But over time, the cedar differentiates itself from other conifers: it grows wider than it is high. Its distinctive silhouette catches the eye. Its staggered branches convey a sense of serenity as they draw the eye upwards towards the sky.

A sacred, cosmic tree

The cedar is one of the most frequently mentioned trees in the Bible and it has been sacred to the Arabs since time immemorial. At the end of the Koran, the cedar is the tree that grows under the throne of Allah. It connects the Earth to the seventh heaven.

The cedar is a part of the origin myths of the Sumerian civilisation. One of humanity's oldest legends, deciphered from tablets from the archaeological site of the city of Ur, presents the cedar as the cosmic tree of the Sumerians. According to the epic of Gilgamesh, the cedar forests were sacred, reserved for the gods and forbidden to humans. They were guarded by Humbaba, a terrible monster. Gilgamesh defied the ban, defeated Humbaba and destroyed the cedar forests. A prescient tale?

In ancient times, gigantic cedars covered the mountains of Lebanon, Syria and southern Turkey (the Taurus Mountains). At the time, they were said to be already 2500 years old: although this is probably apocryphal, since cedars commonly live for 600 to 700 years, sometimes even 1000 years, but rarely much more.

A symbol of eternity and immortality, this tree of the gods has served to hold up various sacred temples: the Temple of Jupiter in Baalbek (Lebanon), the Temple of Apollo in Utica, the Temple of Artemis in Ephesus, certain Egyptian pyramids and the famous Temple of Jerusalem. To construct the framework for this temple, King Solomon (970-930 BC) ordered thousands of cedars to be cut down from the mountains of Lebanon.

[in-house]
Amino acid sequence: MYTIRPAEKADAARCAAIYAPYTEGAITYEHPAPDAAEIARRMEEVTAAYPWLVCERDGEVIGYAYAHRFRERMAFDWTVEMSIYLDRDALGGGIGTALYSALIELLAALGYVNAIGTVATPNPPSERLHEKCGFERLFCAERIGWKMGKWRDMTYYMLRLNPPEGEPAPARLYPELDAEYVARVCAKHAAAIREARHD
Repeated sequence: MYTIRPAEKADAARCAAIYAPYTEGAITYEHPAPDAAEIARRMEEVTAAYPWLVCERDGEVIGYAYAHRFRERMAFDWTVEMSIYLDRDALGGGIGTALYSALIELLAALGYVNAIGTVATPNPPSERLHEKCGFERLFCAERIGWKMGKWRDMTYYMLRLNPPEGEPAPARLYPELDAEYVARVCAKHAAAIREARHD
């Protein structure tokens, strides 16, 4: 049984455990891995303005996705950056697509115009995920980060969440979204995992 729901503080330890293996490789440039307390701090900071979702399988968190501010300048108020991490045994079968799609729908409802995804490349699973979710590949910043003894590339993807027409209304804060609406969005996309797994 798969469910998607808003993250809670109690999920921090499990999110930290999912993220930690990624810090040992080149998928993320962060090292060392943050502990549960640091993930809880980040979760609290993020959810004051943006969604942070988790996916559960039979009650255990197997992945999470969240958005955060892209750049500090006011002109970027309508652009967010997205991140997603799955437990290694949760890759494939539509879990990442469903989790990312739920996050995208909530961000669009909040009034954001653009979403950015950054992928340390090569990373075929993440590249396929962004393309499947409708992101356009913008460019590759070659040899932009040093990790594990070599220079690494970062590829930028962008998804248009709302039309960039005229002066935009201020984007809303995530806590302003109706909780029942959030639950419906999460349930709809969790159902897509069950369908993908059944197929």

The epic of the cedars of Lebanon

Once they had felled the ancestral cedar forests, did King Solomon's loggers and their descendants hear the forests moaning for generations, as in the epoch of Gilgamesh?

Because cedar wood is highly resistant and rot-proof, it has become the victim of its own reputation. For many centuries, it was used on a massive scale for timber, but also for shipbuilding. Its warm reddish-brown tones with yellow streaks have made it a valuable wood, highly prized by furniture makers. A wood made all the more precious by its fragrance. Over time, overconsumption almost led to the extinction of the monumental cedar forests of Lebanon.

Fortunately, it was their beauty that saved the cedars in the nick of time. An Englishman, John Evelyn, fell in love with this species and planted it in Europe. It was so beautiful that it became fashionable in the 18th and 19th centuries in botanical gardens and the parks of large landed estates.

Thus, currently only 5 % of the cedar forests still survive in Syria and Lebanon. Among them, there are a handful of large thousand-year-old specimens. You can experience these trees if you visit the South of Turkey. In Europe, the oldest specimens are certainly to be found in the United Kingdom. The trunks of some individual trees are more than ten metres around, and are thought to be over 320 years old.

Signs of evolution

The Cedar at the entrance to the Tenreuken Park is just a youngster compared to the cedars across the Channel. If it is spared by humans and storms, it has many good years to come. It is one of the beautiful examples that grace the parks of Brussels.